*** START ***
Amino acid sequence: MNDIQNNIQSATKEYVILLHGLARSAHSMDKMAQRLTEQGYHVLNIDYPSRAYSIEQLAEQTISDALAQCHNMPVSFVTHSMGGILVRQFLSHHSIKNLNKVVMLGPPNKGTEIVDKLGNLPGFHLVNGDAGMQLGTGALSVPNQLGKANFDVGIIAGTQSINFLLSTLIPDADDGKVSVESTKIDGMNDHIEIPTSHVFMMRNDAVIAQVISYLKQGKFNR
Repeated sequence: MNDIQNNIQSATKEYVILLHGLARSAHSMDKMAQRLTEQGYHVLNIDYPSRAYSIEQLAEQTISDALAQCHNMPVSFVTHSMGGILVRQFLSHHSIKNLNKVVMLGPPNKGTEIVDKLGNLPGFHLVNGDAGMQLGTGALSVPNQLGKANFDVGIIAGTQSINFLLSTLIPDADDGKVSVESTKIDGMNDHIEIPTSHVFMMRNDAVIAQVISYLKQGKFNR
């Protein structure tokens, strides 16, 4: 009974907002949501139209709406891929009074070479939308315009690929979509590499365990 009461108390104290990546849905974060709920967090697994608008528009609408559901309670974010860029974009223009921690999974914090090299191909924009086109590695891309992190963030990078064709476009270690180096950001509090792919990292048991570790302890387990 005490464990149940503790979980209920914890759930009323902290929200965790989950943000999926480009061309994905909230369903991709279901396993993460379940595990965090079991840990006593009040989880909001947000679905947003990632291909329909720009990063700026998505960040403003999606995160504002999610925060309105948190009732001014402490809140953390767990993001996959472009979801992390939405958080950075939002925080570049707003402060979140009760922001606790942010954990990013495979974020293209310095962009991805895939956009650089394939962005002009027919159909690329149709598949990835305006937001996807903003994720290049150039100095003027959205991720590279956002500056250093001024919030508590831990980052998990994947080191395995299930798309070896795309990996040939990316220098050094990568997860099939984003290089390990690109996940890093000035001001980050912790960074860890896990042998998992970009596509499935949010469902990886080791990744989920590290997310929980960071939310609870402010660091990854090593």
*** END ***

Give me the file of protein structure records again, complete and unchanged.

Amino acid sequence: MNDIQNNIQSATKEYVILLHGLARSAHSMDKMAQRLTEQGYHVLNIDYPSRAYSIEQLAEQTISDALAQCHNMPVSFVTHSMGGILVRQFLSHHSIKNLNKVVMLGPPNKGTEIVDKLGNLPGFHLVNGDAGMQLGTGALSVPNQLGKANFDVGIIAGTQSINFLLSTLIPDADDGKVSVESTKIDGMNDHIEIPTSHVFMMRNDAVIAQVISYLKQGKFNR
Repeated sequence: MNDIQNNIQSATKEYVILLHGLARSAHSMDKMAQRLTEQGYHVLNIDYPSRAYSIEQLAEQTISDALAQCHNMPVSFVTHSMGGILVRQFLSHHSIKNLNKVVMLGPPNKGTEIVDKLGNLPGFHLVNGDAGMQLGTGALSVPNQLGKANFDVGIIAGTQSINFLLSTLIPDADDGKVSVESTKIDGMNDHIEIPTSHVFMMRNDAVIAQVISYLKQGKFNR
């Protein structure tokens, strides 16, 4: 009974907002949501139209709406891929009074070479939308315009690929979509590499365990 009461108390104290990546849905974060709920967090697994608008528009609408559901309670974010860029974009223009921690999974914090090299191909924009086109590695891309992190963030990078064709476009270690180096950001509090792919990292048991570790302890387990 005490464990149940503790979980209920914890759930009323902290929200965790989950943000999926480009061309994905909230369903991709279901396993993460379940595990965090079991840990006593009040989880909001947000679905947003990632291909329909720009990063700026998505960040403003999606995160504002999610925060309105948190009732001014402490809140953390767990993001996959472009979801992390939405958080950075939002925080570049707003402060979140009760922001606790942010954990990013495979974020293209310095962009991805895939956009650089394939962005002009027919159909690329149709598949990835305006937001996807903003994720290049150039100095003027959205991720590279956002500056250093001024919030508590831990980052998990994947080191395995299930798309070896795309990996040939990316220098050094990568997860099939984003290089390990690109996940890093000035001001980050912790960074860890896990042998998992970009596509499935949010469902990886080791990744989920590290997310929980960071939310609870402010660091990854090593």